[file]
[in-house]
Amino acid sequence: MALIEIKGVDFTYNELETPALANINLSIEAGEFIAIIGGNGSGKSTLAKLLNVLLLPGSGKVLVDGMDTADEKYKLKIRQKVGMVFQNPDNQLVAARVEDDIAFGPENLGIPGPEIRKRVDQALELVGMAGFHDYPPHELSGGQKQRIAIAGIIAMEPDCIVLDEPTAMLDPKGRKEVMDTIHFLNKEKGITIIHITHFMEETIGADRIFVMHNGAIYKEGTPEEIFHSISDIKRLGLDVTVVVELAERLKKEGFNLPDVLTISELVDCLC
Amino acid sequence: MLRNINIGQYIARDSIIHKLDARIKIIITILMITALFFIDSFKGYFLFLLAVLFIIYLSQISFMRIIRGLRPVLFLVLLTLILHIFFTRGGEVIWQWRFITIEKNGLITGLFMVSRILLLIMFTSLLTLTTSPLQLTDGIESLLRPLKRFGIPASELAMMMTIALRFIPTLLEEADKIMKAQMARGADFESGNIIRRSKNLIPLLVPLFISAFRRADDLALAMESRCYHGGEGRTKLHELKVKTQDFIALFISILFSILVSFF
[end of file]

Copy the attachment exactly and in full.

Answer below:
[in-house]
Amino acid sequence: MALIEIKGVDFTYNELETPALANINLSIEAGEFIAIIGGNGSGKSTLAKLLNVLLLPGSGKVLVDGMDTADEKYKLKIRQKVGMVFQNPDNQLVAARVEDDIAFGPENLGIPGPEIRKRVDQALELVGMAGFHDYPPHELSGGQKQRIAIAGIIAMEPDCIVLDEPTAMLDPKGRKEVMDTIHFLNKEKGITIIHITHFMEETIGADRIFVMHNGAIYKEGTPEEIFHSISDIKRLGLDVTVVVELAERLKKEGFNLPDVLTISELVDCLC
Amino acid sequence: MLRNINIGQYIARDSIIHKLDARIKIIITILMITALFFIDSFKGYFLFLLAVLFIIYLSQISFMRIIRGLRPVLFLVLLTLILHIFFTRGGEVIWQWRFITIEKNGLITGLFMVSRILLLIMFTSLLTLTTSPLQLTDGIESLLRPLKRFGIPASELAMMMTIALRFIPTLLEEADKIMKAQMARGADFESGNIIRRSKNLIPLLVPLFISAFRRADDLALAMESRCYHGGEGRTKLHELKVKTQDFIALFISILFSILVSFF